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The August 2011 issue of Harper’s Magazine features paintings by Steve Mumford, who embedded with the 3/6 Marines in Marjah, Helmand Province, in 2010 and with the 2/3 Marines in Nawa, Helmand Province, in 2011. Mumford’s images were inspired by Winslow Homer’s Civil War studies, which appeared in Harper’s Weekly during that conflict. Below, a gallery of Homer’s work, with an introduction by Mumford.
In February of 2003, I was listening to radio reports of journalists embedding with military units that were gearing up for the invasion of Iraq. At the time, I was working on a series of paintings about the Vietnam War. I remembered that conflict through the impressions I formed as a child — through photos published in Life magazine, and through the anti-war marches my mother brought me to on the Boston Common.
I grew up looking at Winslow Homer’s paintings and watercolors in Boston’s museums, and occasionally in New York’s Metropolitan Museum of Art; I loved their drama and their seemingly straightforward realism. What I found moving about Homer’s work was that it wasn’t directly about the morality of the Civil War, so much as it sought to recreate the experience of the soldiers. His art rarely read as propaganda. It showed the powerful bonding among men on the front lines, as well as the terror. Homer had experienced it and drawn it.
It hit me unexpectedly that I could go to Iraq as an artist. By early 2003, it was already too late to be embedded, so I flew to Kuwait and haunted the fancier hotels until a couple of French journalists offered me a ride to Baghdad in their SUV. Recently, after many trips to Iraq, and with the country’s attention shifting to the worsening situation in Afghanistan, I joined the Marines in Helmand province to continue drawing America’s war zones.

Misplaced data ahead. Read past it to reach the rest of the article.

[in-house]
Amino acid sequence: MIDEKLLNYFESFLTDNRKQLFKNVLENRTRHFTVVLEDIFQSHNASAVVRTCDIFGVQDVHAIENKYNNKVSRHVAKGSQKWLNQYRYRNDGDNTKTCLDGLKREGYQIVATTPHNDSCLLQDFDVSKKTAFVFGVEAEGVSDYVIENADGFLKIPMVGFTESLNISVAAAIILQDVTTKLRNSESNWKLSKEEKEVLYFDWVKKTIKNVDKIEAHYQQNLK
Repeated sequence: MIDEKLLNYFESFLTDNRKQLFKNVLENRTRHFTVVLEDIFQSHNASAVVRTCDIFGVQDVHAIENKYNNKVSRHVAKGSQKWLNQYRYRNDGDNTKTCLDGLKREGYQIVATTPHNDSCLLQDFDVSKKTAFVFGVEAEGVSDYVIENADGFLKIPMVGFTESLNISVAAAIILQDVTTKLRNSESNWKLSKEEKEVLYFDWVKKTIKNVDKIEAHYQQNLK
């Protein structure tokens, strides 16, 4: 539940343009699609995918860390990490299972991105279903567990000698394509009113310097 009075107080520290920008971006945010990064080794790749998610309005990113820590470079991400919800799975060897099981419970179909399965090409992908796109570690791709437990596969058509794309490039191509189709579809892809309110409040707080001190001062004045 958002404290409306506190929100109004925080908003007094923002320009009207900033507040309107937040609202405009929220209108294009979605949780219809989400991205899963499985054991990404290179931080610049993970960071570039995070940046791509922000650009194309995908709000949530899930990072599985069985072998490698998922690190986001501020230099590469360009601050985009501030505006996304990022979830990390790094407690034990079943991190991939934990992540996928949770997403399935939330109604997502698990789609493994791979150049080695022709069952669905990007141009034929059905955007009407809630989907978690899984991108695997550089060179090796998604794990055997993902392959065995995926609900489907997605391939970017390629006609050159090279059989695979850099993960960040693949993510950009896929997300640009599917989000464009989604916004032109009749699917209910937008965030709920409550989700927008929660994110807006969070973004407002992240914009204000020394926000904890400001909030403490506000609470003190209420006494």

More from Steve Mumford:
From the October 2013 issue
Percentage of non-Christian Americans who say they believe in the resurrection of Christ:
A newly translated Coptic text alleged Judas’ kiss to have been necessitated by Jesus’ ability to shape-shift.
Russia reportedly dropped a series of math texts from a list of recommended curricular books because its illustrations featured too many non-Russian characters. “Gnomes, Snow White,” said a Russian education expert, “these are representatives of a foreign-language culture.”
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